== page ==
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Communities Fight For Libraries On The Chopping Block06:06
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On Friday, the trustees of the Boston Public Library vote on three options to close the system's approximately $3.5 million budget gap.

Board members appear to favor a plan that closes four branch libraries — much scaled back from the 10 branch closures that were first suggested.

But for many Bostonians, every branch is worth protecting. The emotional fight over the future of the BPL is creating activists out of two-year-olds and senior citizens. Library patrons who know to speak softly in the stacks are raising their voices outside at rallies and community meetings.

Protesters gathered on the steps of the State House in early March. (Sarah Birnbaum/State House News Service)
Protesters gathered on the steps of the State House in early March. (Sarah Birnbaum/State House News Service)

Susan Ruiz came to a rally in front of the State House with her daughter, 16-month-old Ariana, who held a sign reading, "Please don’t close my library!"

Ruiz said her daughter goes to story group at the Jamaica Plain branch every week. "There are always a ton of kids there and I can’t imagine her growing up without a library," Ruiz said.

At a community meeting at the Codman Square branch, Margaret Lamb said that for 25 years her sons grew up with the Codman Square library.  And every time she walks in, she "sees computers and tables full of young people."

Vick Campbell says he values the Lower Mill branch "ferociously."

"When I first heard about this idea of closing libraries, I said, 'Vick the Barbarians are at the gates,' " Campbell said. "This is not the thing to be doing."

One of the people Campbell calls barbarians is Amy Ryan, the president of the Boston Public Library. She is recommending the trustees vote to close four branches, including Campbells' beloved Lower Mills in Dorchester. Other branches on that list are the Faneuil in Brighton, Orient Heights in East Boston, and Washington Village in South Boston.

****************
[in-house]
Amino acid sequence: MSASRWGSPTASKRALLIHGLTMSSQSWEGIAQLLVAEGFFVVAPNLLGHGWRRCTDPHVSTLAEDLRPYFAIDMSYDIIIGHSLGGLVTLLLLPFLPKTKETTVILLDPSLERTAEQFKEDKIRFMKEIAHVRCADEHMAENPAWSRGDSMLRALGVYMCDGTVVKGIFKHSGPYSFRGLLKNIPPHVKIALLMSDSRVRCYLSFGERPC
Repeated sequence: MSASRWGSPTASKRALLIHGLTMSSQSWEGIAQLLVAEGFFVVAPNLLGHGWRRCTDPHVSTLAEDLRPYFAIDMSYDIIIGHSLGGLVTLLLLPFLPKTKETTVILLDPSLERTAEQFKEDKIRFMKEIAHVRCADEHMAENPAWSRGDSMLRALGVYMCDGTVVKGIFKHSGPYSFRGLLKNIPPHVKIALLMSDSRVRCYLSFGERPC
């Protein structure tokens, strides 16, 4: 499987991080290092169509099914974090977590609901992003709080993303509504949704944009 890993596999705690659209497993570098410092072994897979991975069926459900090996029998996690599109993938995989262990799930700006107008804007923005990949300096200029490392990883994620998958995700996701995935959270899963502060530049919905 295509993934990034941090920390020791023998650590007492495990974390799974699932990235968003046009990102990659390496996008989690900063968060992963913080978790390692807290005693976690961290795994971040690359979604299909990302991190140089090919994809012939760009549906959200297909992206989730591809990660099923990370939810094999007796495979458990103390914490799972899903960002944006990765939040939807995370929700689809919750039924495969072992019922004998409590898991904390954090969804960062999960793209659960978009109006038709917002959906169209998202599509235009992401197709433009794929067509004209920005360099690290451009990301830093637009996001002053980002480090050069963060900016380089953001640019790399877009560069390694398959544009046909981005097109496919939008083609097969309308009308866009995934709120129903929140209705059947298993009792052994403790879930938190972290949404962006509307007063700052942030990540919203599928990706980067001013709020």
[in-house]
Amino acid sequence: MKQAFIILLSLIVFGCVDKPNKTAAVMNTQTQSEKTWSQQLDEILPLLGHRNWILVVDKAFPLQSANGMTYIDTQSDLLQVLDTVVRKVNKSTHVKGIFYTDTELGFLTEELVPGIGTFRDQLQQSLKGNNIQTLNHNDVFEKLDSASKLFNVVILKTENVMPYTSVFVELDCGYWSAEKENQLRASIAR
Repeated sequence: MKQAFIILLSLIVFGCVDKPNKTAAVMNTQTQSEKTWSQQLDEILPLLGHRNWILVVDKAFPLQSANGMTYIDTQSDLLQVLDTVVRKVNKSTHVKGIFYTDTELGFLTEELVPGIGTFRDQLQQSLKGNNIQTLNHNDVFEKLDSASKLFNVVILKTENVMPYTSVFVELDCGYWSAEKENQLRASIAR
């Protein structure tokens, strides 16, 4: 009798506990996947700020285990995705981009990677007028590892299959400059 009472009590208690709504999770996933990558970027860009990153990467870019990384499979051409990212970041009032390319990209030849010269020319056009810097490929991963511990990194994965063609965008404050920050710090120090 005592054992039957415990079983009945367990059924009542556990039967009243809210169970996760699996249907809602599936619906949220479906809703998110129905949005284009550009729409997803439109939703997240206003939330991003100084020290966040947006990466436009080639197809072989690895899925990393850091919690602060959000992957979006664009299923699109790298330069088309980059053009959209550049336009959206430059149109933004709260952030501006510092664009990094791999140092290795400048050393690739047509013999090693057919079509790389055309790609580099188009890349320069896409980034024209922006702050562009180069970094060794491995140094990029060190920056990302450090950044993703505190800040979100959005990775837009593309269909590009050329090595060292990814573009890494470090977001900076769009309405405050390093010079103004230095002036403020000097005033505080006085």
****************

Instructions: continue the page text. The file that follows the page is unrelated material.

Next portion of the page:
Ryan said closing some libraries is the most "prudent" solution to the library's financial shortfalls.

"It’s fiscally responsible, it means the staff doesn’t have to travel among branches, I think for the public it provides continuity of hours," Ryan said.

The other options before the seven-member Board of Trustees on Friday are reducing hours at 18 branches by 50 percent to 85 percent, or closing seven branch libraries. If they agree to the latter option, the library would have more money to expand services in early literacy, computer access and outreach to schools, among other things.

The irony of this story is that Boston’s libraries are currently being used in record-breaking numbers. People are borrowing 31 percent more books, CDs and DVD’s than three years ago and the library's Web site sees millions of visits.

But funding has decreased by $9 million in less than two years, primarily because state funding of the cities libraries dropped 73 percent.